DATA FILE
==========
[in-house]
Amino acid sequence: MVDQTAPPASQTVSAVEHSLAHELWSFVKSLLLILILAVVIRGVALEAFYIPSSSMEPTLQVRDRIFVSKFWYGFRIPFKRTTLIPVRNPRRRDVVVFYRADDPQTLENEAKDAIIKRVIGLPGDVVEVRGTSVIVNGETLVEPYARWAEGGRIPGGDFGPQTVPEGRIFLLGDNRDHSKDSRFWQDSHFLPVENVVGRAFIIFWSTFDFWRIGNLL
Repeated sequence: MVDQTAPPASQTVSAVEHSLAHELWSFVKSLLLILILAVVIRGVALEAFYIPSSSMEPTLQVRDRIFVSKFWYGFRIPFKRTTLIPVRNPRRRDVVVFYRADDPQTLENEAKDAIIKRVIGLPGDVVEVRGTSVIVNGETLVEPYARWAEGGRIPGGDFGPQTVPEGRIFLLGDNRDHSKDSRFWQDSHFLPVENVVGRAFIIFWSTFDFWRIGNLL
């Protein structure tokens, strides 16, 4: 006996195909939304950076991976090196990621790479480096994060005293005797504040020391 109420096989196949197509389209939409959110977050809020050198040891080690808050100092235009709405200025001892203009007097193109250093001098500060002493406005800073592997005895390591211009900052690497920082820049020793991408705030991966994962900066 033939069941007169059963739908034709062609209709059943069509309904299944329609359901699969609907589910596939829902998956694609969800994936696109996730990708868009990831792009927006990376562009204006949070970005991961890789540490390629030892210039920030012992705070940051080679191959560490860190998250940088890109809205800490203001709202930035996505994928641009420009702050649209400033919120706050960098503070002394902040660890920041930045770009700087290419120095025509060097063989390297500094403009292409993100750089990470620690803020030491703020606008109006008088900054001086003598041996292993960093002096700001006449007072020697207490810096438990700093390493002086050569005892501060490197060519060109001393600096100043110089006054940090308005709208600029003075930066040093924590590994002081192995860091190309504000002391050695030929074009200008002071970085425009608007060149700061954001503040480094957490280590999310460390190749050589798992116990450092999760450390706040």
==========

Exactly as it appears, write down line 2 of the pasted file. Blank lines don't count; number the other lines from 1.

Amino acid sequence: MVDQTAPPASQTVSAVEHSLAHELWSFVKSLLLILILAVVIRGVALEAFYIPSSSMEPTLQVRDRIFVSKFWYGFRIPFKRTTLIPVRNPRRRDVVVFYRADDPQTLENEAKDAIIKRVIGLPGDVVEVRGTSVIVNGETLVEPYARWAEGGRIPGGDFGPQTVPEGRIFLLGDNRDHSKDSRFWQDSHFLPVENVVGRAFIIFWSTFDFWRIGNLL